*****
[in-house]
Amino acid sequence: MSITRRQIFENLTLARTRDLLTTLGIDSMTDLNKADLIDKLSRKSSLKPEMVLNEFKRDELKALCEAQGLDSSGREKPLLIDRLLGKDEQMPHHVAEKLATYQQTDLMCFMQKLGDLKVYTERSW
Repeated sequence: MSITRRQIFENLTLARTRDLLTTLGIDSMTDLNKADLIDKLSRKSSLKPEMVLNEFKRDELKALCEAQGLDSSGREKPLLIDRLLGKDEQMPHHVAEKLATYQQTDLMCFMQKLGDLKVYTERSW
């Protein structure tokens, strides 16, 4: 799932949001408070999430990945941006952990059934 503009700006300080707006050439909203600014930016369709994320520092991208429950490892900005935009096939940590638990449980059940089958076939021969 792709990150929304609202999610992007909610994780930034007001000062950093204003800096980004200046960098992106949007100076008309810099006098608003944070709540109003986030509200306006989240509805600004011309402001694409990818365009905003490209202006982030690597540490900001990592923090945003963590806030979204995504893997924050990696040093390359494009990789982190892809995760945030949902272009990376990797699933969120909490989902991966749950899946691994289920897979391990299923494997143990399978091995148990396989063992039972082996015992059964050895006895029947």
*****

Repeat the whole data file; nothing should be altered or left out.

[in-house]
Amino acid sequence: MSITRRQIFENLTLARTRDLLTTLGIDSMTDLNKADLIDKLSRKSSLKPEMVLNEFKRDELKALCEAQGLDSSGREKPLLIDRLLGKDEQMPHHVAEKLATYQQTDLMCFMQKLGDLKVYTERSW
Repeated sequence: MSITRRQIFENLTLARTRDLLTTLGIDSMTDLNKADLIDKLSRKSSLKPEMVLNEFKRDELKALCEAQGLDSSGREKPLLIDRLLGKDEQMPHHVAEKLATYQQTDLMCFMQKLGDLKVYTERSW
């Protein structure tokens, strides 16, 4: 799932949001408070999430990945941006952990059934 503009700006300080707006050439909203600014930016369709994320520092991208429950490892900005935009096939940590638990449980059940089958076939021969 792709990150929304609202999610992007909610994780930034007001000062950093204003800096980004200046960098992106949007100076008309810099006098608003944070709540109003986030509200306006989240509805600004011309402001694409990818365009905003490209202006982030690597540490900001990592923090945003963590806030979204995504893997924050990696040093390359494009990789982190892809995760945030949902272009990376990797699933969120909490989902991966749950899946691994289920897979391990299923494997143990399978091995148990396989063992039972082996015992059964050895006895029947």